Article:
The three "latest" Richard Stark/Parker novels are out from University of Chicago Press and as always, they don't disappoint. If you're like me and reading Donald Westlake's seminal crime series for the first go-round as they're released again--most unavailable for many years--you're in for a treat each time another trio comes out. Sadly, we're nearing the end of the line with only six more Parker books to go. Westlake--who wrote the entire series of 24 under the pen name Richard Stark--died in 2008.
This trio of novels features the last of the original Parker series, Butcher's Moon, originally published in 1974, before Stark--and Parker--took 22 years off to return with the aptly-titled Comeback in 1997. Westlake intimated that Parker spent part of that time in prison (I'm not sure were "author" Richard Stark was), but the series continues as if it never stopped. The only obvious references to more modern times reflect how the world had changed in those two-plus decades: the Internet, ATMs, different car manufacturers, etc. Parker's Comeback was as if he never left.
Butcher's Moon is a great book, one of the best in the entire series. It reunites Parker with a number of his old cronies who have worked in other books with him and even takes them back to do battle with the bad guys from Slayground, the novel which features the thief trapped in a closed amusement park. Seems that Parker hid the money he was escaping with somewhere in the park and now he wants it back. Only problem is, someone else has found it. Parker and company once again stage an elaborate heist that not only takes down the people who took his original money, but the whole organized crime syndicate in the town where the park is located. Stark/Westlake must have known it was time for Parker to go away, and he heads out with a bang.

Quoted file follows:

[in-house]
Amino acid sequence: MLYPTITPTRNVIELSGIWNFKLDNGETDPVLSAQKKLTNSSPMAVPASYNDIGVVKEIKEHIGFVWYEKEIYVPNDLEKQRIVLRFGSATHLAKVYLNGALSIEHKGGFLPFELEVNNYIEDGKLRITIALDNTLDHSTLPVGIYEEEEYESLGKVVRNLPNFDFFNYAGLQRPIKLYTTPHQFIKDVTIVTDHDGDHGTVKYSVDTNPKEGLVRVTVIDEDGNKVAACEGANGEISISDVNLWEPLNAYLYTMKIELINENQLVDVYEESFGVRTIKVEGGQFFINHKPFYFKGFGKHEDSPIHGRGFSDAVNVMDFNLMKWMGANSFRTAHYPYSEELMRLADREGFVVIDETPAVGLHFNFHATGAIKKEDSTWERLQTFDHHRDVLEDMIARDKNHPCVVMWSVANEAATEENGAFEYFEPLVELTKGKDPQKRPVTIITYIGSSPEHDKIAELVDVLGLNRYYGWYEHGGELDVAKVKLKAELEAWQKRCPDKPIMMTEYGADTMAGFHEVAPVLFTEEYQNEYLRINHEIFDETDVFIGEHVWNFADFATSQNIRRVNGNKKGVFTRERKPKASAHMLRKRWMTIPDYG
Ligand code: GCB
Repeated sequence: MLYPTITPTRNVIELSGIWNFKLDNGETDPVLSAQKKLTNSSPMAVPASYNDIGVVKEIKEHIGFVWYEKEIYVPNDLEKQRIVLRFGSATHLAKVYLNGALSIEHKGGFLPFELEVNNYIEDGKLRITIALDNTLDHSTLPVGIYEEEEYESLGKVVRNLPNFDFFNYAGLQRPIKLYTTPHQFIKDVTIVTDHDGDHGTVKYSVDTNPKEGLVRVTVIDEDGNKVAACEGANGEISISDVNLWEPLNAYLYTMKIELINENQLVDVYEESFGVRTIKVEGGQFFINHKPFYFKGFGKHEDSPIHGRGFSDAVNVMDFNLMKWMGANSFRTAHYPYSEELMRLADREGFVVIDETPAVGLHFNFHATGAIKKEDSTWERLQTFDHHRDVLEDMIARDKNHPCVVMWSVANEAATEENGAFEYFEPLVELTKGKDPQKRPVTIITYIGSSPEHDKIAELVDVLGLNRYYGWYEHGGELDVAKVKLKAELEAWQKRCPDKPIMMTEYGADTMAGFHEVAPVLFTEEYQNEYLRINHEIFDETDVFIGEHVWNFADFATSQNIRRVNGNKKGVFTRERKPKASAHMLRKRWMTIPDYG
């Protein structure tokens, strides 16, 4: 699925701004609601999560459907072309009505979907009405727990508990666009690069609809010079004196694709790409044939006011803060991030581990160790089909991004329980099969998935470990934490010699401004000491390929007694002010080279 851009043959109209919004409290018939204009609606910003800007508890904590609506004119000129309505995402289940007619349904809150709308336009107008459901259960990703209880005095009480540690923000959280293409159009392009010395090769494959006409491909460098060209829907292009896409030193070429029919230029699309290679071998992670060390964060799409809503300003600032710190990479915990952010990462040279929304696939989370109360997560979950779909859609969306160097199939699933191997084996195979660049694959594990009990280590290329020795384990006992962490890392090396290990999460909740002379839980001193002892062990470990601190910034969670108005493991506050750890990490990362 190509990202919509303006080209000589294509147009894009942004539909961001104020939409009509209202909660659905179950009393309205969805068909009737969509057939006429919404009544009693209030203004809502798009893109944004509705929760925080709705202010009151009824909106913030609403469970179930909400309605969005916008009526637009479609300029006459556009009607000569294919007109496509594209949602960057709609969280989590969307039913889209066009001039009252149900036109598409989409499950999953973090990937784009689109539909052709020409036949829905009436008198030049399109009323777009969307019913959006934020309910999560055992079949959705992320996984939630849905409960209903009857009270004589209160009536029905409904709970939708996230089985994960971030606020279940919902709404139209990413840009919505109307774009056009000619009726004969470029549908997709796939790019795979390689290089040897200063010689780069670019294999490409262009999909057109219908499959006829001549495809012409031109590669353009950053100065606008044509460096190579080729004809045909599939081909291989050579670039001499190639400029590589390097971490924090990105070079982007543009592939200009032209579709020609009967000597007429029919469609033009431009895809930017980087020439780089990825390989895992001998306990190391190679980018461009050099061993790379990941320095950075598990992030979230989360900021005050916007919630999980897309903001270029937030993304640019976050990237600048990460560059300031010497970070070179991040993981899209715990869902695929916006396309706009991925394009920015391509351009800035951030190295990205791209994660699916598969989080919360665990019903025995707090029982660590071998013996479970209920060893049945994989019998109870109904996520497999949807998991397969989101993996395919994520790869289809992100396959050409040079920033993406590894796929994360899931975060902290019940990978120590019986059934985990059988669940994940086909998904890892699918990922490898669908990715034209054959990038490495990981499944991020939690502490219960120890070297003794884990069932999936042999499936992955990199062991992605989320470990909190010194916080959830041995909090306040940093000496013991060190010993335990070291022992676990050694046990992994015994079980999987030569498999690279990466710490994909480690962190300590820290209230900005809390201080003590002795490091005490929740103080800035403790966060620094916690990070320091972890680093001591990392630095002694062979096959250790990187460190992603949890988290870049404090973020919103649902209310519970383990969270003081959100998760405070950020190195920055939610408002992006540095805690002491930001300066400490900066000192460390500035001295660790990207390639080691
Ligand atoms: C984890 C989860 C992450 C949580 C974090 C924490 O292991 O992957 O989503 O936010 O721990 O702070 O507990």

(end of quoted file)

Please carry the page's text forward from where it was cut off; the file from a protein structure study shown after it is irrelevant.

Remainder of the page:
When we next visit Parker, he's involved with knocking over a television evangelist who stages profitable stadium shows. Comeback is the first Parker novel in 22 years, but it's as if he never left. No reference is made to where he was or what he's been doing. It's just another heist, except it's told in Stark's inimitable fashion. The fact that the author just started up again with the character, just like a couple of months have passed between jobs, speaks volumes on Westlake's comfort and familiarity with Parker.
The next novel in the series (#18) is Backflash and Parker and company (again, Stark brings back a number of old "friends" that we've met before in previous novels) rip off a floating casino on the Hudson River in New York state. This is the first Parker novel I had a bit of a problem with. It's a very slow starter, and the ramp-up to the actual heist takes forever (it doesn't start until halfway through the book) and Stark keeps throwing characters at us. The back half of the book, though, is pure Parker as the heist goes off without a hitch. It's when Parker and friends make shore that it all goes in the crapper.
There is something very different about these three novels: Parker gets away with the money in all of them. One of the ironic points of Stark's earlier books in the series is that many times life--or human nature--interfere with Parker's best-laid plans and he ends up without the money at the end of the heist. He always comes out whole and intact, but without the prize. I liked that about the books, that human factor, that one final monkey wrench thrown into the well-oiled machine of Parker's meticulous plans. But these three novels--not without their own last-minute complications--at least allow Parker and his crew to get away with the cash.
This series also features new introductions by noted crime/mystery writer Lawrence Block, and for once University of Chicago Press gets it right: Block writes a new intro for each book, giving us the background on his friend Donald Westlake and how Parker went away and then came back. Previous intros in the series were placed in all three currently-released books, which was annoying. I kind of suspect that this was Block's doing more than the publishers. Given the chance to praise his old friend, the author stepped up to the plate and hit three home runs.